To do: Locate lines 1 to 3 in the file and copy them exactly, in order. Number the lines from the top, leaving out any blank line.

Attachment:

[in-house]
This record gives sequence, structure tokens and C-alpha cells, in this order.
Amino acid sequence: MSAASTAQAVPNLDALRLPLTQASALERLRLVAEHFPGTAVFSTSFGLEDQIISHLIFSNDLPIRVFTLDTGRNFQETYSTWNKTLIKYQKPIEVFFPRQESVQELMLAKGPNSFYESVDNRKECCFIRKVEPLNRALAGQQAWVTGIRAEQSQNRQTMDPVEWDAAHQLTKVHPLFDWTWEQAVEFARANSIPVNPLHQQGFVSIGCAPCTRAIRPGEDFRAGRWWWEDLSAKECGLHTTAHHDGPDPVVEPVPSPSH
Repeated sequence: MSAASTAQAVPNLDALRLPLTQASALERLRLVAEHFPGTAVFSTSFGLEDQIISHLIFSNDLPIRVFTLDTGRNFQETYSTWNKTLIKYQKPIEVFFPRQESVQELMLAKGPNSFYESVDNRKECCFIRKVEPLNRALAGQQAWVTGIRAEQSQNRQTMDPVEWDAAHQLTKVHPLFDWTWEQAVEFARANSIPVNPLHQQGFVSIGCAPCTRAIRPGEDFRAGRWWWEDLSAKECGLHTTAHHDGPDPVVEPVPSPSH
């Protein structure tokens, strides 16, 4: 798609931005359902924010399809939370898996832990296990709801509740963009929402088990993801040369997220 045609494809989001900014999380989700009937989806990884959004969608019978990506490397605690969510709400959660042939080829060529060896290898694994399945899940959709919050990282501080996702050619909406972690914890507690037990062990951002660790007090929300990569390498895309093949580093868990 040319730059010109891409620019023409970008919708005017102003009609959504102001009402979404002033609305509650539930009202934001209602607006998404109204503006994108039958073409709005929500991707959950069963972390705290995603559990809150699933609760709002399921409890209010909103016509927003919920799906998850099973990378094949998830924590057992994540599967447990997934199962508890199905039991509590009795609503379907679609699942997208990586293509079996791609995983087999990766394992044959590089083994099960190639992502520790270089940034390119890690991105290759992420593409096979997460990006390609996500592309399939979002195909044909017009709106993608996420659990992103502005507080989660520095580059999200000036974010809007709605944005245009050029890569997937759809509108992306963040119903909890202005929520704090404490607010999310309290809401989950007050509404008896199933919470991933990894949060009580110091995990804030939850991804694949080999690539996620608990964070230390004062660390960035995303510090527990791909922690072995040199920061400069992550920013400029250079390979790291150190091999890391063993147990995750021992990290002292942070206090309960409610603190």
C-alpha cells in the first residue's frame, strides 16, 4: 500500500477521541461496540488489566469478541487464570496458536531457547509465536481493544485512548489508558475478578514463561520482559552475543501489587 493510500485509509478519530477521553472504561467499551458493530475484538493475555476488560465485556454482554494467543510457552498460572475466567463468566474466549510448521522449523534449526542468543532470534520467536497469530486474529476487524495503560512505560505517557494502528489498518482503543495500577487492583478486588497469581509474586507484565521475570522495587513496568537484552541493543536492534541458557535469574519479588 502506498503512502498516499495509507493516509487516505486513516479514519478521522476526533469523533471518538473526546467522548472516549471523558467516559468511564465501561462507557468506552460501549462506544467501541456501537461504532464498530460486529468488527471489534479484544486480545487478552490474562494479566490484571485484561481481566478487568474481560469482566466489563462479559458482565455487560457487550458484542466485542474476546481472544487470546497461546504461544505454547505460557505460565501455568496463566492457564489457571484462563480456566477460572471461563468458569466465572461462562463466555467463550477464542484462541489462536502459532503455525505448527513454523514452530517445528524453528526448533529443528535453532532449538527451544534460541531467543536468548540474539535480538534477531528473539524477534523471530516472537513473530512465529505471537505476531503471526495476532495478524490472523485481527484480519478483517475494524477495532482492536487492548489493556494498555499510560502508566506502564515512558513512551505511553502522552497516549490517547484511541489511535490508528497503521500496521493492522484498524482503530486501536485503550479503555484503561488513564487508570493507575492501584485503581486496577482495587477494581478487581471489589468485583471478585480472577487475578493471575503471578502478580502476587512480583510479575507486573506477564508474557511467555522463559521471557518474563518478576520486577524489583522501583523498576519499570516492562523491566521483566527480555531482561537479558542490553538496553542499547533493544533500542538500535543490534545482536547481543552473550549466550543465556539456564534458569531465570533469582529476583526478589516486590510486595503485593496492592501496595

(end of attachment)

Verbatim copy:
[in-house]
This record gives sequence, structure tokens and C-alpha cells, in this order.
Amino acid sequence: MSAASTAQAVPNLDALRLPLTQASALERLRLVAEHFPGTAVFSTSFGLEDQIISHLIFSNDLPIRVFTLDTGRNFQETYSTWNKTLIKYQKPIEVFFPRQESVQELMLAKGPNSFYESVDNRKECCFIRKVEPLNRALAGQQAWVTGIRAEQSQNRQTMDPVEWDAAHQLTKVHPLFDWTWEQAVEFARANSIPVNPLHQQGFVSIGCAPCTRAIRPGEDFRAGRWWWEDLSAKECGLHTTAHHDGPDPVVEPVPSPSH